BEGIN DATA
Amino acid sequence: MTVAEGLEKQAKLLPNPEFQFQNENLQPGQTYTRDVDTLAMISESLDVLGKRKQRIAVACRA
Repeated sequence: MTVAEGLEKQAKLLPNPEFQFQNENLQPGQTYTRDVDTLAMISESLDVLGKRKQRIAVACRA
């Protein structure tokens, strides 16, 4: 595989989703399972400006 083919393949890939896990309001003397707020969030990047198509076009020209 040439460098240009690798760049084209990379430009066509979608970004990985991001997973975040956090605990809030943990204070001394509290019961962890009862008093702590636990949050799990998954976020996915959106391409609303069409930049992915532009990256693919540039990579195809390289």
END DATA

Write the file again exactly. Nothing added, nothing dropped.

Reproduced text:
Amino acid sequence: MTVAEGLEKQAKLLPNPEFQFQNENLQPGQTYTRDVDTLAMISESLDVLGKRKQRIAVACRA
Repeated sequence: MTVAEGLEKQAKLLPNPEFQFQNENLQPGQTYTRDVDTLAMISESLDVLGKRKQRIAVACRA
């Protein structure tokens, strides 16, 4: 595989989703399972400006 083919393949890939896990309001003397707020969030990047198509076009020209 040439460098240009690798760049084209990379430009066509979608970004990985991001997973975040956090605990809030943990204070001394509290019961962890009862008093702590636990949050799990998954976020996915959106391409609303069409930049992915532009990256693919540039990579195809390289």